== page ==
Stove put up strong numbers through the rest of his high school career finishing fourth in Niceville’s record books in career receiving yards (1878 yards), career touchdown receptions (22) and total touchdowns (31).

“He caught balls all over the field,” Robinson said. “He wasn’t just an end zone guy. He ended up with great stats, more than 3,000 total yards and that was with having to go to the bench by halftime most games as a junior when we had a (big) lead.”

A welcome competition

Stove’s talent and production had suitors lining up to recruit him. 

Auburn offered him a scholarship along with power five schools including Miami, Florida, Alabama, Georgia, Florida State, Michigan, Notre Dame, Ohio State, Ole Miss, South Carolina and Tennessee.

What made Auburn stand out from the list of heavy hitters?

According to Langston Stove, his son was looking to find a similar situation to the one he landed in at Niceville where the coaches and players welcomed him with open arms.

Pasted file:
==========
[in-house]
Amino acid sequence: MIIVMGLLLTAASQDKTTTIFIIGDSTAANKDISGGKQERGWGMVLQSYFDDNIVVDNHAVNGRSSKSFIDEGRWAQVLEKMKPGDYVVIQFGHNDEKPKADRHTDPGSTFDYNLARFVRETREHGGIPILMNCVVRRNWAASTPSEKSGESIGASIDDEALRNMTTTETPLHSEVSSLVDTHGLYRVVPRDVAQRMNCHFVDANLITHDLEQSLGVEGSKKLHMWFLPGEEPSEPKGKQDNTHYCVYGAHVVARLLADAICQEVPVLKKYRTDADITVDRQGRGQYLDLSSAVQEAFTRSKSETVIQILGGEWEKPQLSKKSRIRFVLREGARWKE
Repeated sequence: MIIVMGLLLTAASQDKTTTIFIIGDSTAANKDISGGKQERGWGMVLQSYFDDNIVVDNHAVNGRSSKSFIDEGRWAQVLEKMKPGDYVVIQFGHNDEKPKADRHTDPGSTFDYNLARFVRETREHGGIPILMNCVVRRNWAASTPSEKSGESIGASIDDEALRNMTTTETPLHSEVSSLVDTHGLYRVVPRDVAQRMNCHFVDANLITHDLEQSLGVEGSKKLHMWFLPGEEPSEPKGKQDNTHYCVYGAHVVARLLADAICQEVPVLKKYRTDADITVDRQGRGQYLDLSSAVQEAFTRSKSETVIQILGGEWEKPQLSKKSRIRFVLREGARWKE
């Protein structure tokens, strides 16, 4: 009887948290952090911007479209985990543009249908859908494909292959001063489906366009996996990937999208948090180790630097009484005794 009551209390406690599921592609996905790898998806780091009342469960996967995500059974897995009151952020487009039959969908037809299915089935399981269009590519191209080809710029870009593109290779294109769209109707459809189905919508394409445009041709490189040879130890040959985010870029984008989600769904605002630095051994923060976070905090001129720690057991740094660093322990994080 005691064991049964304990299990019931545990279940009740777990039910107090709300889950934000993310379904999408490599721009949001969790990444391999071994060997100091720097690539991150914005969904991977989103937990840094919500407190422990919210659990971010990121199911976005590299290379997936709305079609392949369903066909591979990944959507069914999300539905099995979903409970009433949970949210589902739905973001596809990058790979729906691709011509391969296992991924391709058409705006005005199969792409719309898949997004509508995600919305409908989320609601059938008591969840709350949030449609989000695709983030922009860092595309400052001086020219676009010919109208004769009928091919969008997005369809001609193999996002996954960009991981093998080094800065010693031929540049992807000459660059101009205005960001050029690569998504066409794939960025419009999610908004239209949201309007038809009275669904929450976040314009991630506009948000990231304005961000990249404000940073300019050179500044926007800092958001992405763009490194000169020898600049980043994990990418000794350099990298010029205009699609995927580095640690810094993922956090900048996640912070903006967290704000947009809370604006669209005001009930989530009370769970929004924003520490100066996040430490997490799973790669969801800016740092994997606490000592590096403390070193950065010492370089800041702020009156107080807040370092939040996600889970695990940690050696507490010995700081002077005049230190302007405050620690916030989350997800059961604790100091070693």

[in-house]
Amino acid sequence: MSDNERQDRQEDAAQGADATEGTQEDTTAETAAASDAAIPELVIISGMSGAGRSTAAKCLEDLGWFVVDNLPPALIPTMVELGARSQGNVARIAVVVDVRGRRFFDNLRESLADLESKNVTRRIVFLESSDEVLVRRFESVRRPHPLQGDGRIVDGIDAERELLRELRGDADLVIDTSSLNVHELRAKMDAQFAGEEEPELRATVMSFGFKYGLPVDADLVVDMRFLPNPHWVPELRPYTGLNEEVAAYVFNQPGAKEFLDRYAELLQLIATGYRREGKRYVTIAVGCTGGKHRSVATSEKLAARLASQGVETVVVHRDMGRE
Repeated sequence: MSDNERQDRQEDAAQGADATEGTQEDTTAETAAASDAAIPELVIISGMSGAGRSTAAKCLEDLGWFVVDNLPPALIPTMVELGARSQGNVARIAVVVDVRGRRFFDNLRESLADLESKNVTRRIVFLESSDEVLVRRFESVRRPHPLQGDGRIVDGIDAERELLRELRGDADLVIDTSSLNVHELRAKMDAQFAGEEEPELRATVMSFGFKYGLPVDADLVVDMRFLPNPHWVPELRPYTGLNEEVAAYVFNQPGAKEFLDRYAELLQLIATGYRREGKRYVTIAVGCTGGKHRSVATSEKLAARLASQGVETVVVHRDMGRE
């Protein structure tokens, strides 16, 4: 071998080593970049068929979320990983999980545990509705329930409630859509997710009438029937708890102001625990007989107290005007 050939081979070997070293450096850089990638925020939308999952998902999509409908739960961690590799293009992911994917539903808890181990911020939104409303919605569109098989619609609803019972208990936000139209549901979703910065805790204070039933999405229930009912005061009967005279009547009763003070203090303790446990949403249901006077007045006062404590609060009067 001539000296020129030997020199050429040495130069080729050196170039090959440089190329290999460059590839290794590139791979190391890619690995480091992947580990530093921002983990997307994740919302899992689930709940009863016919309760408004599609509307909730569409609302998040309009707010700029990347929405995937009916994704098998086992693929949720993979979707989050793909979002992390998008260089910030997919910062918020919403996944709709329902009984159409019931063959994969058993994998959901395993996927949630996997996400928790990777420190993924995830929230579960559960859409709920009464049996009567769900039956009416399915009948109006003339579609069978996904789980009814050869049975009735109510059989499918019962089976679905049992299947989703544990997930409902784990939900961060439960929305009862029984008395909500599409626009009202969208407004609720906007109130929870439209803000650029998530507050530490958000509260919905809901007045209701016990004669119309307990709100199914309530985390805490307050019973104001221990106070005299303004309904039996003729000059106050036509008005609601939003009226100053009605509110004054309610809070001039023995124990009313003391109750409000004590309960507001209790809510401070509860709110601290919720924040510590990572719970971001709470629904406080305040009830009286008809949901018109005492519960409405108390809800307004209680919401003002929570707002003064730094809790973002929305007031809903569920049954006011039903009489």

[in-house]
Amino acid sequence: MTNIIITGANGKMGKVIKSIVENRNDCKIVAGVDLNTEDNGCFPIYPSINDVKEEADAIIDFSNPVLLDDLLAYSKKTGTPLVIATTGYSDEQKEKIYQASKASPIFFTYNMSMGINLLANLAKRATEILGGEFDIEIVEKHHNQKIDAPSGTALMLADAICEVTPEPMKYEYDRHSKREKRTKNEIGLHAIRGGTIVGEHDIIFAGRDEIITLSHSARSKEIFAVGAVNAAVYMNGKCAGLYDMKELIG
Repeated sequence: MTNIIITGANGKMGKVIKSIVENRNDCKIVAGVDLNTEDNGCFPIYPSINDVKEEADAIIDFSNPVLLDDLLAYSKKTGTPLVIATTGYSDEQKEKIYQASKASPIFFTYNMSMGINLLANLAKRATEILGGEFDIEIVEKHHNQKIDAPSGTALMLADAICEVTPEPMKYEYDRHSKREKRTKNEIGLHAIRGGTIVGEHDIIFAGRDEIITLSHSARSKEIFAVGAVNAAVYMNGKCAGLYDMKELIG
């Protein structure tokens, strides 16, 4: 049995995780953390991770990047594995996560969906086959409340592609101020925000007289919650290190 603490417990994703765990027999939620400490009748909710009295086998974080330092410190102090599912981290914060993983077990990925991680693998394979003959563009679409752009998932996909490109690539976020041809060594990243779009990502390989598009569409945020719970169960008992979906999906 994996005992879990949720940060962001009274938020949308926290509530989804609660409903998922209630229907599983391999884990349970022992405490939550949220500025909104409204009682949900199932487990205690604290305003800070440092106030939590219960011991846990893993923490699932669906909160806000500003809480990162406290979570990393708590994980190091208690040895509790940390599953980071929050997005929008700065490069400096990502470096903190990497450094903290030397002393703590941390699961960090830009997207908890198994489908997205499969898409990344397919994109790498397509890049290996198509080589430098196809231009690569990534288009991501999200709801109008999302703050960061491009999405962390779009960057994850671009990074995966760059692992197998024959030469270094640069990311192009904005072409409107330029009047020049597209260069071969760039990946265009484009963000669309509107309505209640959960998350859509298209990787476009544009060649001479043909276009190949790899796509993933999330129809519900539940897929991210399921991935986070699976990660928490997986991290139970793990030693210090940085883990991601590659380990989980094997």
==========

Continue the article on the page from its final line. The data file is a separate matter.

“They didn’t see him as a kid looking to take someone’s spot,” Langston Stove said. “They had great leadership when he moved here as a freshman. The sophomores and juniors took care of him and I think that really helped him out.”

Dameyune Craig was Stove’s primary recruiter at Auburn, but the Tigers made a point of having the receiver get to know the entire coaching staff and his potential future teammates.

“Everyone knew him up there,” Langston Stove said. “It wasn’t just coach Craig. He talked to all of the coaches and they got to know our entire family. They even remembered the names of his brothers.”